But three points about that. Devaluation has been the easy way out for inefficient and inflation-prone European economies in the past. They joined the euro to get away from the bad old ways.
Second, if others are forced out of the euro, to revert to the new peseta, escudo, lira or punt, competitive devaluations with the remaining eurozone and with each other are only short term answers. Britain got away with a big devaluation three years ago, under the cover of the financial crisis. But Europe can't afford for everyone to get in on that game.
Third, if southern Europe exits the euro in a state of distress, what happens to the remaining, more northerly core? It's not clear why it would also break up. So you might have 12 or more countries still using the euro, out of 17 at present. And without the weak southern part, the currency could strengthen substantially, making its exports more expensive and Britain's exports to the new northern eurozone rather cheaper.
So what does all this have to do with the independence referendum? Well, the level of disruption to business and to trade has already made this downturn longer than the 1930s Depression. Referendum year, 2014, is now the most optimistic target date for emerging out of it.
If the warnings of eurozone apocalpyse are even half right, a new and major crisis afflicting European markets will surely drag out the recovery process.
With that would come continuing business uncertainty and reluctance to invest, a likely continuing fall in real earnings and reduced household confidence, savings under water, and pension funds in deficit.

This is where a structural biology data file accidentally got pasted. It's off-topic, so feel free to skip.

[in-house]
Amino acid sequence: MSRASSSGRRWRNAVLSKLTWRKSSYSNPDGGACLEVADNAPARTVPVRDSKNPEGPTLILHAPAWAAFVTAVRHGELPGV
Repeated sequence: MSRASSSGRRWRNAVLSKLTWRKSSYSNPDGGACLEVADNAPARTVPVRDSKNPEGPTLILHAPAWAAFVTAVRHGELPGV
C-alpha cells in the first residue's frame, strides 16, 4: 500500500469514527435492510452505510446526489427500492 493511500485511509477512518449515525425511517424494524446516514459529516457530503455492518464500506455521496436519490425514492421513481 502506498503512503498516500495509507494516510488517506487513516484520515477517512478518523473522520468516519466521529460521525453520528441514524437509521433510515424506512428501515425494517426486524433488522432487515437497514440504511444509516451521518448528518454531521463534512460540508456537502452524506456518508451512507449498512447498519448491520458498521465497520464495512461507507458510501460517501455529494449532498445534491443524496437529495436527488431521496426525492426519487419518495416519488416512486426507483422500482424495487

In Scotland, however many celebrities sign up to either side of the debate to make an emotional appeal for or against independence, there seems to be a consensus that the harder-nosed economic cases for and against independence are going to be very important to the referendum result.
It's not clear if, by autumn 2014, continuing austerity, unemployment, uncertainty and little or no growth will drive people towards independence or away from it; independence could be portrayed either as too big a risk to take in troubled times, or as the solution to Scotland's problems. The success of these two approaches depends how well politicians deploy their arguments.
But if there's one lesson becoming ever clearer from the eurozone crisis, it is that currency union requires a strong level of political union, to harmonise fiscal policies and borrowing. The growing concerns about American's state and municipal debts tell the same story.
So it's more difficult, at this time, to argue Scotland should have the freedom to run its own fiscal policies and to borrow, while also saying it wants a currency alliance with a central bank in either London or Frankfurt.